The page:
Why I built my own Vue plugin for Eleventy

In Eleventy + Vue 3 I explained how to use the @11ty/eleventy-plugin-vue and Vue Single-File Components (SFCs) for Eleventy layouts. I then went on and built my own Vue plugin for Eleventy. But why? one might ask.

First, the most obvious reason: The official @11ty/eleventy-plugin-vue is kinda unmaintained. Which is not that bad, since all the actual templating magic is handled by Vue and its template compiler. But there are a few quirks and workarounds needed, especially in combination with <script setup>.

Second, Zach Leatherman “soft-announced” the likely deprecation and archiving of the official @11ty/eleventy-plugin-vue:

Accordingly, the rollup-plugin-vue repo is now archived and not maintained and folks are recommended to use Vite instead of the rollup plugin for Vue compilation.

Unfortunately, due to Vue’s upstream moves here, we’ll likely end up archiving eleventy-plugin-vue too.

Adding Components to Eleventy with WebC by Zach Leatherman

And third: Most importantly, side projects and open source are fun (they should be) and I wanted to play around with Vue Server-Side Rendering (SSR).

About the plugin

@mvsde/eleventy-plugin-vue is intended as an alternative for the official Vue plugin. It’s mostly a drop-in replacement but has some API differences. The plugin adds support for Vue SFCs as Eleventy layouts and includes a bunch of convenience methods.

Note: The plugin is currently in alpha. It works well with standard Eleventy setups but may not cover every edge case or more involved setups.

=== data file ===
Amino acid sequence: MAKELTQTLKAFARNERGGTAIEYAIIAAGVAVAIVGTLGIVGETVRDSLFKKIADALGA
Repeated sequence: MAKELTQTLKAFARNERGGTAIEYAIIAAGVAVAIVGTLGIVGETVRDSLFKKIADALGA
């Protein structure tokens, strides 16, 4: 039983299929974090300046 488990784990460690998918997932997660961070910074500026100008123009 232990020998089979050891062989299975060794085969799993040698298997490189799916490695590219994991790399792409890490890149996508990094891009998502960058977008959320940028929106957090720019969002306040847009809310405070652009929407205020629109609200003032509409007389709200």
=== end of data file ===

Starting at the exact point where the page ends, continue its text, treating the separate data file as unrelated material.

npm install --save-dev @mvsde/eleventy-plugin-vue

Eleventy configuration

const { pluginVue } = require('@mvsde/eleventy-plugin-vue')

module.exports = function (eleventyConfig) {

Doctype transform

Vue SFCs can’t have <!doctype html> at the beginning of the template, so an Eleventy transform is included automatically which adds the doctype to all HTML files.

<script setup> and Composition API

The plugin exports Vue Composition API methods for accessing the current page’s data and JavaScript shortodes in <script setup>.

<script setup>
import { useData, useMethods } from '@mvsde/eleventy-plugin-vue'

// Data supplied by Eleventy and the data cascade
const { page, title, content, ... } = useData()

// JavaScript shortcodes defined in Eleventy configuration
const { image, ... } = useMethods()

<h1>{{ title }}</h1>
<div v-html="content" />

Inside the code

@mvsde/eleventy-plugin-vue is inspired by the official plugin but has some key differences in how it works internally.

The official plugin pre-compiles Vue SFCs and caches them on disk. This is generally a good idea to speed up builds but requires a watcher to re-compile on source file change. For certain use cases this also needs additional configuration. @mvsde/eleventy-plugin-vue compiles Vue SFCs on-demand every time a page changes.

Interestingly, the build time doesn’t change all that much. This might be due to this plugin having no filesystem read/write operations and the compiled Vue templates are stored in-memory only.

That’s also a huge opportunity for performance improvements in a future version. Instead of re-compiling the Vue SFCs on every page change, they could be cached in-memory and only be re-compiled when source files change. This needs some exploration into possible solutions, though. Maybe something with Rollup hashes?